Henry Miller in his Big Sur home.
The nearly 20 years the writer Henry Miller spent in the remote cabin in California's Big Sur, were some of the most creatively fruitful in a long and storied career. When he first arrived in the in 1944, most of his books, still banned in the States, were being traded and treasured by a burgeoning scene of young artists whom would soon become known as The Beats. A road trip down the winding coastal road south from San Francisco, to Miller's home, became a right of passage for writers like Allen Ginsberg and Jack Kerouac. Miller would write one of his greatest books in Big Sur, Sexus, the final in a trilogy of sensual, rebellious, experimental tomes that would play a large part in fueling the cultural revolution to come.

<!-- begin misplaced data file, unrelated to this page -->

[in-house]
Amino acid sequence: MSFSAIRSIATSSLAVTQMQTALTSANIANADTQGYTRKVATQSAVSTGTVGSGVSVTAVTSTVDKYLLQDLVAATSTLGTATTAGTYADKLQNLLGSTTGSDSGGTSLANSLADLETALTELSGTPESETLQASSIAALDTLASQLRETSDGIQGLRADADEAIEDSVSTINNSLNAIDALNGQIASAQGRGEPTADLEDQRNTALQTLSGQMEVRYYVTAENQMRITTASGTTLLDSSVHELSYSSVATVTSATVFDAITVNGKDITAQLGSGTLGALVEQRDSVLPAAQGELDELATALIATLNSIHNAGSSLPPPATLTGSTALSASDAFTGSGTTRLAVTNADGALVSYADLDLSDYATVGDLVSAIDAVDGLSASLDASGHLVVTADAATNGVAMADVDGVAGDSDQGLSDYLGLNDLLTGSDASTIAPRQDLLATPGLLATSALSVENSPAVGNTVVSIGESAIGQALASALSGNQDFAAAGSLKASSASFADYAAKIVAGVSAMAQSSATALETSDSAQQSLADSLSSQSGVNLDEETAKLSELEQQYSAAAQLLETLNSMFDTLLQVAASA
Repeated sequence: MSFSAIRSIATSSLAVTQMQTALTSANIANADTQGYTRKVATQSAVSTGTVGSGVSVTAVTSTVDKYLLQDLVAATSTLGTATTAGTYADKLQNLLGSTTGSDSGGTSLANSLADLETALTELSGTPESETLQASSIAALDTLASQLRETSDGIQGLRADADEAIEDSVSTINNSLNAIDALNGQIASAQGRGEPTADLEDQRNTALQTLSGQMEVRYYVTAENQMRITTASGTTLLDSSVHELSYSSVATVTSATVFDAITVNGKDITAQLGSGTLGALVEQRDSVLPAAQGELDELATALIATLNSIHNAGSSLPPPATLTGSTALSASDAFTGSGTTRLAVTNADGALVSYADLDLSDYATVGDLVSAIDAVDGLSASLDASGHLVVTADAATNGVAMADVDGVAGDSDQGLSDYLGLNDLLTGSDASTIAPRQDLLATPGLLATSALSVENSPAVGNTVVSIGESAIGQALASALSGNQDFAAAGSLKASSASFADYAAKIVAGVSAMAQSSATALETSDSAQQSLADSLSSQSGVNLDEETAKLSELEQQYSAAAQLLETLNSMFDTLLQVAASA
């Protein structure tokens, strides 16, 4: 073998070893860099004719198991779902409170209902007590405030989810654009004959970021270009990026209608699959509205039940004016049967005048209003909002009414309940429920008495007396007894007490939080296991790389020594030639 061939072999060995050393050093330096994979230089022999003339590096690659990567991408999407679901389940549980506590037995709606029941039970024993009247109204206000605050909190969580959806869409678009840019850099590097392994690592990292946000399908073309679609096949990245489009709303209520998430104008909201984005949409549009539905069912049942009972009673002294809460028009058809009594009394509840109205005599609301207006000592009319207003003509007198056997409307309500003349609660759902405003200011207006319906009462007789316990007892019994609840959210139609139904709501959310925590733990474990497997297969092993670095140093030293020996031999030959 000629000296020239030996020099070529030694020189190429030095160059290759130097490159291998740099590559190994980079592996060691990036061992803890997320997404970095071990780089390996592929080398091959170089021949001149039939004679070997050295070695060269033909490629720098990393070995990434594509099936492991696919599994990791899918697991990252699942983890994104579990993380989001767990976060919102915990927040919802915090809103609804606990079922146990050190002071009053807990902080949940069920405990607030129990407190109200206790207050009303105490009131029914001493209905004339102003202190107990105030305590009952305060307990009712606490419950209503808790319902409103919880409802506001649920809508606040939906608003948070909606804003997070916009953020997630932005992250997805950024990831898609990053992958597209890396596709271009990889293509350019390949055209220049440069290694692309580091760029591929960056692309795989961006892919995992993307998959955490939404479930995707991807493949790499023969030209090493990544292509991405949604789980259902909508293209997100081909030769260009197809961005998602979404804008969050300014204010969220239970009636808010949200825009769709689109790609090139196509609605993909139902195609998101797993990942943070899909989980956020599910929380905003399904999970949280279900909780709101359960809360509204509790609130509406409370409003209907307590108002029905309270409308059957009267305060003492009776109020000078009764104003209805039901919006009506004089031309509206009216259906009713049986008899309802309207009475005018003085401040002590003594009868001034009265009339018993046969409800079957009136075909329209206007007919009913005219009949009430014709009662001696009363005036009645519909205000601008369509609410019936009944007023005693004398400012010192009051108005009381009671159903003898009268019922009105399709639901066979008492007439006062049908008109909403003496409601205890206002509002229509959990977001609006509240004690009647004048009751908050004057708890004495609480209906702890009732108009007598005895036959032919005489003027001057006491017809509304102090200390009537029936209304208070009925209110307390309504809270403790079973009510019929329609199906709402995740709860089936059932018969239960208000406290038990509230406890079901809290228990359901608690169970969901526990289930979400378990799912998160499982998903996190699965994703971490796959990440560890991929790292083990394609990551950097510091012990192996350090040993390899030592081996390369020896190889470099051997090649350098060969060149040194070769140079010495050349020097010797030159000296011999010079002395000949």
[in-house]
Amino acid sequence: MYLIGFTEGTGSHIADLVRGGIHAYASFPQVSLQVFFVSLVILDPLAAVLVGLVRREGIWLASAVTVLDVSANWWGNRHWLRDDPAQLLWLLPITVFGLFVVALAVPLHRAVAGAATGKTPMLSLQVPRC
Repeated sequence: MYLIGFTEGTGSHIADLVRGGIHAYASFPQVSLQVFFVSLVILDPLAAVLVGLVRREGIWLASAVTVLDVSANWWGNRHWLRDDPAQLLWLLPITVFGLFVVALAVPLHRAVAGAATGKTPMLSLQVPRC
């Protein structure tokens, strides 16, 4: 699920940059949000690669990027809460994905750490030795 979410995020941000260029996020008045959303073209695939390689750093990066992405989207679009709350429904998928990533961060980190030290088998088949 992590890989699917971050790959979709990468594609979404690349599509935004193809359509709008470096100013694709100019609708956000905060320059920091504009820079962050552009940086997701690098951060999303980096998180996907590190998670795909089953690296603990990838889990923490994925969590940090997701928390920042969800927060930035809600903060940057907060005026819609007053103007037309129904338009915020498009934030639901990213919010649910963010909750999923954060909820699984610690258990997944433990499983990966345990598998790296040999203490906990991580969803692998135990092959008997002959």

His life in California, after stints in Brooklyn, Paris and Greece, was remarkably calm, an idyll amid redwood and jagged sea cliff. There were hot springs walking distance from the cabin, friends to be found at the long wood bar at the nearby Nepenthe restaurant. He would be married twice while in Big Sur, and two of his children would be born there. The muse was everywhere for Miller in his time here, in the epic, sensuous nature surrounding him, in the wood stove warmth of his cabin, in old books, in the long nights talking literature in politics with eccentric neighbors, visiting artists and young acolytes. In his memoir on his life during this era, Big Sur and the Oranges of Hieronymus Bosch, he would claim, "It was here in Big Sur, I first learned to say 'Amen.'"
Henry in his Big Sur writing room.
A friend of Henry's son in front of the Big Sur cabin.
Henry on the porch in Big Sur